I made an inevitable comparison between The Bourne Identity and Bond when I reviewed the first of the Bourne franchise last week. I also praised Bourne because it was without cliché, silly, unrealistic action or the need to “tick-the-boxes,” being forced to include key scenes, lines or character types.
Two movies later and I’m beginning to realise that I spoke too soon. People praise the Bourne franchise and credit it with being the main reason for the positive reboot of the Bond franchise, and while I agree with that, the similarities between the Bourne series and the Bond series before Daniel Craig are more apparent than you think.
Bourne now seems to have his own set of “tick-box” scenes and character types that have to be included. There will be a fast-paced “realistic” car chase, with Bourne usually in a vehicle that you would think un-equipped or unsuitable. This was refreshing in the Bourne Identity, with the run-down Mini, but when I’ve seen him race through crowded streets in a Jeep, a Taxi, on a dirt bike and in a police car, this action sequence has lost its appeal.
The villain will not be a unique, individual with a world-wide agenda but actually the exact same type of person that chased him in the first film. I know this is slightly unfair as Bourne isn’t trying to stop a world-wide conspiracy but there is no distinguishing aspect between David Strathairn’s villain in Ultimatum and Chris Cooper’s in Identity. Beyond some slight plot difference, their motivation is essentially the same. Bourne is getting too close, kill him.
The character they use to kill him is always the same as well. An assassin, the same type of assassin that we saw Clive Owen play in Identity and Karl Urban play in Supremacy. There is literally no difference between these characters. This will then lead us to the next “staple” of the Bourne series, the “shaky-cam” fist-fight where Bourne will cleverly use a household object to deadly effect. Its been done before. This, again, was no different and just like Supremacy, I couldn’t see half of the action because Paul Greengrass can’t keep his camera still!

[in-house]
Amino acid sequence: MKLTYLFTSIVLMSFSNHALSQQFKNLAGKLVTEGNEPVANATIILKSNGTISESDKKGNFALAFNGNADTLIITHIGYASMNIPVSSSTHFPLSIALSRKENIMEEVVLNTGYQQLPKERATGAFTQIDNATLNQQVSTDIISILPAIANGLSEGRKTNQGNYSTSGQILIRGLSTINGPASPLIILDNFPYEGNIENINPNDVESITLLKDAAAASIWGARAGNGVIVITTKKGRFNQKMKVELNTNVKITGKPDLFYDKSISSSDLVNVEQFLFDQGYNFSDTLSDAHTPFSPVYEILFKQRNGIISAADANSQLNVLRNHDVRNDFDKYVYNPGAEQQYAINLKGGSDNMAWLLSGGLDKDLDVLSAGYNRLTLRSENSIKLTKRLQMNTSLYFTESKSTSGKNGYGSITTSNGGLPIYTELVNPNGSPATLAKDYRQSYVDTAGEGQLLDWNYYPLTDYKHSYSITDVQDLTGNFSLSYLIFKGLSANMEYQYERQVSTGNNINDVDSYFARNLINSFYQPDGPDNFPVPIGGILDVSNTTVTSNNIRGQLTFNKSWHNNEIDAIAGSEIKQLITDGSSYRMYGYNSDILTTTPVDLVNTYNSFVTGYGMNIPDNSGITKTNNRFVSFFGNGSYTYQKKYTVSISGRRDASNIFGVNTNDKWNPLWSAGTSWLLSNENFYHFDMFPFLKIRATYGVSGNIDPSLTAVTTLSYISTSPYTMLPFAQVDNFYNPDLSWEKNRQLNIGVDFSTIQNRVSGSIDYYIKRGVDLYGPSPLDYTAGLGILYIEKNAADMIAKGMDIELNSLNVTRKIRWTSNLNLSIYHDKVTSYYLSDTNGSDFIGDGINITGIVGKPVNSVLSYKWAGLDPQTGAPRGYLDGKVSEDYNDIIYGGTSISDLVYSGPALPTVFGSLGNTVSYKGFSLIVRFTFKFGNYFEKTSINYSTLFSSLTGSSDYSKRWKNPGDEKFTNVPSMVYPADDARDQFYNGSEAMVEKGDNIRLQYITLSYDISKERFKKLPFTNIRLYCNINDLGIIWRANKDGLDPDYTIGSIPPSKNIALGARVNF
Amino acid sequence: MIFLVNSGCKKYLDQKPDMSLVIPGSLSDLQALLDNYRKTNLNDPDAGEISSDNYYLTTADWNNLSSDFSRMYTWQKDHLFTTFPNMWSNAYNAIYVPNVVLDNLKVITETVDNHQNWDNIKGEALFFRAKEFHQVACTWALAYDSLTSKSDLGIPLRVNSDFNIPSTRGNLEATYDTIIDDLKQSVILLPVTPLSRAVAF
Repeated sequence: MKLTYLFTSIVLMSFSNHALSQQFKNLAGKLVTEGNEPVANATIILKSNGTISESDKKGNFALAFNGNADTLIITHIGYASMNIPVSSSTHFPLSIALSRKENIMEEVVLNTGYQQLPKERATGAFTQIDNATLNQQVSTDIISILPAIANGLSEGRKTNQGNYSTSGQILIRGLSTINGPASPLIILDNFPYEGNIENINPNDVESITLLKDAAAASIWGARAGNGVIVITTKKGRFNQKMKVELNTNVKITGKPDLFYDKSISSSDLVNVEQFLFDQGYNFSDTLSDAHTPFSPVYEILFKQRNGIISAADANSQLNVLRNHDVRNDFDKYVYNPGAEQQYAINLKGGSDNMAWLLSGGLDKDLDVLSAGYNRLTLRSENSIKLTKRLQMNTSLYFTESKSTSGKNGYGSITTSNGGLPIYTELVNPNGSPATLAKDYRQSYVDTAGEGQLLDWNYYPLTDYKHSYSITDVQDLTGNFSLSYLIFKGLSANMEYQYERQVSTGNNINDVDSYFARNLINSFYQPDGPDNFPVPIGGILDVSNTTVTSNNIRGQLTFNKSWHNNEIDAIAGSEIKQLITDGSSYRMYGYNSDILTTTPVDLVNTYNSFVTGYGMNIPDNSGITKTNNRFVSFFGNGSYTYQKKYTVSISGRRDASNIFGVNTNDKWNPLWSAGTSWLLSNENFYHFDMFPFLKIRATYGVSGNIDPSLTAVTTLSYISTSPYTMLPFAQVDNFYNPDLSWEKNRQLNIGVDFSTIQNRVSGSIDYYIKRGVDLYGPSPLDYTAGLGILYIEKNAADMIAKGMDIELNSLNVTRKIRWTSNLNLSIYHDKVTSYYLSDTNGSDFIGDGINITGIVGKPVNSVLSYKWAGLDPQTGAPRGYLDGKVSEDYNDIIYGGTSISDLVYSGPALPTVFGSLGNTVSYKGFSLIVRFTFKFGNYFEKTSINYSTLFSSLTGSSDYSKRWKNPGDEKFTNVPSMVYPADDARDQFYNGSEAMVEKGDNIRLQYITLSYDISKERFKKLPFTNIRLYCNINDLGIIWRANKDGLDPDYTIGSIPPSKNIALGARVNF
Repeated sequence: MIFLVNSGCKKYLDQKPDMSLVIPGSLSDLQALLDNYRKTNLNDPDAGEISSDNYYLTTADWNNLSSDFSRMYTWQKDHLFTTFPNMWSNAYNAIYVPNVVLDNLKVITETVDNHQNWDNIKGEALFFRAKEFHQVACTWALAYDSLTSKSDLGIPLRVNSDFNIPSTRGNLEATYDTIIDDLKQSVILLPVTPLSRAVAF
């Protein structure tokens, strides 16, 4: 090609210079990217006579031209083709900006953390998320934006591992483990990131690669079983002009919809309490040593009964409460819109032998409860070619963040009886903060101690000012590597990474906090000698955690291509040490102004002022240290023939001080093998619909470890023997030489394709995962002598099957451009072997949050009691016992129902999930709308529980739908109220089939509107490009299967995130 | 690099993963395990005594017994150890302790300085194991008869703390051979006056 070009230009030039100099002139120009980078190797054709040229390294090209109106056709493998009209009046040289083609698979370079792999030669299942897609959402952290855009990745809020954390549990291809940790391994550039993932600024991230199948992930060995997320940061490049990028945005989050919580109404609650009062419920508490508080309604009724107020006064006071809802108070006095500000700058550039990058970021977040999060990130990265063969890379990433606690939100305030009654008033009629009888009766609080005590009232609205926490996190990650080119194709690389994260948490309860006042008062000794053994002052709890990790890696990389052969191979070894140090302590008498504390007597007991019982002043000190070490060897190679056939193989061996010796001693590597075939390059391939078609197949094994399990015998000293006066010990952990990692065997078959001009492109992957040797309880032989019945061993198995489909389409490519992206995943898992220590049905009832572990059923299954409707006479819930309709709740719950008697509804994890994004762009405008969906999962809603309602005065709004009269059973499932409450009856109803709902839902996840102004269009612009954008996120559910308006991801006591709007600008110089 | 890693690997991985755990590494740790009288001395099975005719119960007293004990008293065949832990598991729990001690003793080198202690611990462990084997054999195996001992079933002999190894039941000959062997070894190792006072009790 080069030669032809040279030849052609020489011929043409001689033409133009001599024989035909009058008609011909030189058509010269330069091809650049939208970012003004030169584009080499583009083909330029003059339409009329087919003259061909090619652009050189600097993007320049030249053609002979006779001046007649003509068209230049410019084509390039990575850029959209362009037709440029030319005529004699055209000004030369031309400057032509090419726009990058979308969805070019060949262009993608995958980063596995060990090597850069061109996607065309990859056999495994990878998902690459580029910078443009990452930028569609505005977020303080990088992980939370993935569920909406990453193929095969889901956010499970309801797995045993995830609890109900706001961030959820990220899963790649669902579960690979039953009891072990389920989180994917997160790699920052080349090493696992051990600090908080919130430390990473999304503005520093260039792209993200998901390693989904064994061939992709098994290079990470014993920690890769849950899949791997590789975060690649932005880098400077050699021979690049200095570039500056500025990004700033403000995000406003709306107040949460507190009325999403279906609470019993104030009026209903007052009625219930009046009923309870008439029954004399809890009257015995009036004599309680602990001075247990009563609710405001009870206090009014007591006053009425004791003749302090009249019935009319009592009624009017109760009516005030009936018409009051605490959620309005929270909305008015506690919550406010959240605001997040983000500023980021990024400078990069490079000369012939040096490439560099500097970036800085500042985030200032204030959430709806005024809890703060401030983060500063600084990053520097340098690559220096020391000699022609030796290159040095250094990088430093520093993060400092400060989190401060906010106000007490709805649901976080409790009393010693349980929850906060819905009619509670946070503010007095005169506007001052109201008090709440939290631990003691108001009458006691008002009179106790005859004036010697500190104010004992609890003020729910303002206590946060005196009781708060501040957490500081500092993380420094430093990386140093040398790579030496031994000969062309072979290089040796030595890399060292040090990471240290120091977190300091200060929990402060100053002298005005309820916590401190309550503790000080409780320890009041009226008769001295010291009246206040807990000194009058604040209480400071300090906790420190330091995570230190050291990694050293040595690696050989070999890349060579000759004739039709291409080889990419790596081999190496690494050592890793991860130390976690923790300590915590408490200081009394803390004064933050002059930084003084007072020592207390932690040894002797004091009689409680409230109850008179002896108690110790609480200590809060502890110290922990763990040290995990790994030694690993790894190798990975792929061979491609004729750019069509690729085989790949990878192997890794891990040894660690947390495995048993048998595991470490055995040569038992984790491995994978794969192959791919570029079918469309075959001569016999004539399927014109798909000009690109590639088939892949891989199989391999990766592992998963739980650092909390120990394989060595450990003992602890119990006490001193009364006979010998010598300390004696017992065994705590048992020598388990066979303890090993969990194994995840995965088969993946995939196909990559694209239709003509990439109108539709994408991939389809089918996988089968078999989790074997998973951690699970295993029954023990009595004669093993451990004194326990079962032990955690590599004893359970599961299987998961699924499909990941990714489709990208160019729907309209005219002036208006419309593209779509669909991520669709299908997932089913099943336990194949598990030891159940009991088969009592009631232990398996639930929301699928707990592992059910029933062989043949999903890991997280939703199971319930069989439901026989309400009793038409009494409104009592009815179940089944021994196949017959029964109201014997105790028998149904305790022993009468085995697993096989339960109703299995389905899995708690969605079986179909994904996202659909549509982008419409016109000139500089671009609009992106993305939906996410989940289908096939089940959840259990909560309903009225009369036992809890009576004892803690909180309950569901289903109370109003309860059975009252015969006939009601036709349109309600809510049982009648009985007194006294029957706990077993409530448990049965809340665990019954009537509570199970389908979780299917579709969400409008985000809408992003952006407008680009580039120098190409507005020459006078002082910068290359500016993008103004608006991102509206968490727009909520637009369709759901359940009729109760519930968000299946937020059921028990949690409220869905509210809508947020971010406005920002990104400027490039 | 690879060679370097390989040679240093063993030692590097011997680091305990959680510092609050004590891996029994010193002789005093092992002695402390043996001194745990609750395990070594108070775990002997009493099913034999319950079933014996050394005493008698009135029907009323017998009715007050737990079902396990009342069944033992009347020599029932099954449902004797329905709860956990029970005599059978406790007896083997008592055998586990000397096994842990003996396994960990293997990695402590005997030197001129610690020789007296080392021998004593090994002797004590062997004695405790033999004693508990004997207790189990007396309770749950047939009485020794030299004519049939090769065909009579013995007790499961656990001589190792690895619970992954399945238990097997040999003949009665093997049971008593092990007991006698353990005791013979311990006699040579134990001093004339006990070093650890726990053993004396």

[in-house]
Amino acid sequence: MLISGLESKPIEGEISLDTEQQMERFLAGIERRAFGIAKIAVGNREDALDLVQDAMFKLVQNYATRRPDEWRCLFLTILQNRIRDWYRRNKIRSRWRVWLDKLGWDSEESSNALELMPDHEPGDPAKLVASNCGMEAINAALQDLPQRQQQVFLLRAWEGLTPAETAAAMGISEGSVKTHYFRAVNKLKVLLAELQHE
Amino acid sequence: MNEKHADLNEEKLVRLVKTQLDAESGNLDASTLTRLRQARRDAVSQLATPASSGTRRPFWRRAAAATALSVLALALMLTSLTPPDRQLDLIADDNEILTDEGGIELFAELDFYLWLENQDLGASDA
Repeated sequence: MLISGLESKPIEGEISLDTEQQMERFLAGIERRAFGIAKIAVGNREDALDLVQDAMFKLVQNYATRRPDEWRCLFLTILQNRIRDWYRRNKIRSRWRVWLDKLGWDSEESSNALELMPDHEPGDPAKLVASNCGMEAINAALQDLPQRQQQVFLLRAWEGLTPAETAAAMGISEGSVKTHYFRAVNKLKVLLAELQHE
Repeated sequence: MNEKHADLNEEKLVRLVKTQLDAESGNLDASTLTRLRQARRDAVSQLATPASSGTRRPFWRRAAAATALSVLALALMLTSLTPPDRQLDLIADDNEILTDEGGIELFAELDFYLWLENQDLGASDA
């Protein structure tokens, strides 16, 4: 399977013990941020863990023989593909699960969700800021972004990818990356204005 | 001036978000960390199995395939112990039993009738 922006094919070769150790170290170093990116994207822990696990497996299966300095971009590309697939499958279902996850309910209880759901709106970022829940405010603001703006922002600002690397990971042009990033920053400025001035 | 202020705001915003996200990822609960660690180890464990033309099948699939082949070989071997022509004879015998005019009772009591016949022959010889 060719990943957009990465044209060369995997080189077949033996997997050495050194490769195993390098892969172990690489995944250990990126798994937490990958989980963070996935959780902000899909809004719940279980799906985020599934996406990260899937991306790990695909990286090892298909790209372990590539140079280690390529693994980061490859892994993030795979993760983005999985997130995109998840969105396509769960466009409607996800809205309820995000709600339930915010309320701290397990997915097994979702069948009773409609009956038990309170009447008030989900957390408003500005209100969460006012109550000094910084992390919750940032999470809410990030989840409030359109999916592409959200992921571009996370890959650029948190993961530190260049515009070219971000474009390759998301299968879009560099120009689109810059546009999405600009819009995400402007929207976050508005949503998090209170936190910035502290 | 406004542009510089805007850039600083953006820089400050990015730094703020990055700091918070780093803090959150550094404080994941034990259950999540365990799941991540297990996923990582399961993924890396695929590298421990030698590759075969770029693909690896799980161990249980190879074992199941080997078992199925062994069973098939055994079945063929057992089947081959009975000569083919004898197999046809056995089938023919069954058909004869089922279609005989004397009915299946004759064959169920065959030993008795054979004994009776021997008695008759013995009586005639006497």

The plot felt pointless. Supremacy had a good basic plot with Bourne forced in to create the sequel but Ultimatum didn’t even seem to have that. It began promisingly with the rogue reporter and a new assassin program being investigated but then fell into the same film that the last two were, Bourne is chased until he can turn the tables on those that wronged him. Rinse and repeat for future films.
Even Julia Stiles was wheeled out again, for no reason! Her involvement was as unnecessary as it was in Supremacy. It just felt like the script writers had a list of “what needs to be in a Bourne film” and then wrote around those key ingredients.
It’s not all negative. Matt Damon is effortless as Bourne and what I could see of the action scenes, the fight sequence in particular, he is still very cool with the choreographed battle. Immediately before that scene is the rooftop chase which was engrossing and, shockingly, unique. It had a cool climax to the chase and was probably the best part of the whole film.
It’s not enough though. The Bourne franchise should have ended with the first film. I know the book series continues but from what I have read, the films don’t even follow that series too accurately. The Bourne Identity was a refreshing, realistic, gritty action film with an original story that had a satisfying conclusion. The two films that followed just repeat the same popular moments from the first and offer nothing new.
Overall, another disappointment in a franchise that begins so brilliantly. I am bored with the same type of car chase, the same assassins chasing assassins, the same, shady CIA villain and shaky-cam fight sequences that I can’t follow. The Bourne Identity is a fantastic film and it should have ended there.
(1-3 – awful/avoid. 4-6 – average. 7-8 – good. 9-10 – fantastic.)